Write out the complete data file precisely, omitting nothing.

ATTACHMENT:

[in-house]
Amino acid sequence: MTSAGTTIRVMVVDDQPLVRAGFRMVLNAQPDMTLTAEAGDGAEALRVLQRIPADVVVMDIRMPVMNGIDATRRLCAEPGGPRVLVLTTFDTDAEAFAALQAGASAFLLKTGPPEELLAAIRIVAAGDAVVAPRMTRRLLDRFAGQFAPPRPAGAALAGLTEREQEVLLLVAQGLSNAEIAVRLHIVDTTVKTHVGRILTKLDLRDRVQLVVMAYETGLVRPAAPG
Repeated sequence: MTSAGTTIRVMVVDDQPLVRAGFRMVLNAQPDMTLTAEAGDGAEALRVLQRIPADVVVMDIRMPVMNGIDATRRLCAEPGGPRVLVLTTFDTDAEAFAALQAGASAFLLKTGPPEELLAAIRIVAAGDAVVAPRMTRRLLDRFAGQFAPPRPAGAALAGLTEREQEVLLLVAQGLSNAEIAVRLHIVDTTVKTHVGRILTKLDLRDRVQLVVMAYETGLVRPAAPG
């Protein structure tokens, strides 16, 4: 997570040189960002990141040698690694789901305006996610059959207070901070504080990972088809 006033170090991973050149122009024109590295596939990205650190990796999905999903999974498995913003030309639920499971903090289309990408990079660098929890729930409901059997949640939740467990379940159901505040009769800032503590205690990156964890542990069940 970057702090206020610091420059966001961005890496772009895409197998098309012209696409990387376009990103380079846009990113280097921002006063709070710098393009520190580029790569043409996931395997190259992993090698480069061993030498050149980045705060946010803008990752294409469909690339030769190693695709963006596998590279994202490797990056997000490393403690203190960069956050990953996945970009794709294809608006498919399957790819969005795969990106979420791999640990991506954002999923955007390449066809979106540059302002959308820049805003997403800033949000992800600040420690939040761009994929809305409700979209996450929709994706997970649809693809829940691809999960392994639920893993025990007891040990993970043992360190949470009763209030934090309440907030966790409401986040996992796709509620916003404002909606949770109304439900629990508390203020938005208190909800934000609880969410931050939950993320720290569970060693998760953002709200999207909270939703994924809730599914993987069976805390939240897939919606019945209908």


[in-house]
Amino acid sequence: MTSAGTTIRVMVVDDQPLVRAGFRMVLNAQPDMTLTAEAGDGAEALRVLQRIPADVVVMDIRMPVMNGIDATRRLCAEPGGPRVLVLTTFDTDAEAFAALQAGASAFLLKTGPPEELLAAIRIVAAGDAVVAPRMTRRLLDRFAGQFAPPRPAGAALAGLTEREQEVLLLVAQGLSNAEIAVRLHIVDTTVKTHVGRILTKLDLRDRVQLVVMAYETGLVRPAAPG
Repeated sequence: MTSAGTTIRVMVVDDQPLVRAGFRMVLNAQPDMTLTAEAGDGAEALRVLQRIPADVVVMDIRMPVMNGIDATRRLCAEPGGPRVLVLTTFDTDAEAFAALQAGASAFLLKTGPPEELLAAIRIVAAGDAVVAPRMTRRLLDRFAGQFAPPRPAGAALAGLTEREQEVLLLVAQGLSNAEIAVRLHIVDTTVKTHVGRILTKLDLRDRVQLVVMAYETGLVRPAAPG
């Protein structure tokens, strides 16, 4: 997570040189960002990141040698690694789901305006996610059959207070901070504080990972088809 006033170090991973050149122009024109590295596939990205650190990796999905999903999974498995913003030309639920499971903090289309990408990079660098929890729930409901059997949640939740467990379940159901505040009769800032503590205690990156964890542990069940 970057702090206020610091420059966001961005890496772009895409197998098309012209696409990387376009990103380079846009990113280097921002006063709070710098393009520190580029790569043409996931395997190259992993090698480069061993030498050149980045705060946010803008990752294409469909690339030769190693695709963006596998590279994202490797990056997000490393403690203190960069956050990953996945970009794709294809608006498919399957790819969005795969990106979420791999640990991506954002999923955007390449066809979106540059302002959308820049805003997403800033949000992800600040420690939040761009994929809305409700979209996450929709994706997970649809693809829940691809999960392994639920893993025990007891040990993970043992360190949470009763209030934090309440907030966790409401986040996992796709509620916003404002909606949770109304439900629990508390203020938005208190909800934000609880969410931050939950993320720290569970060693998760953002709200999207909270939703994924809730599914993987069976805390939240897939919606019945209908």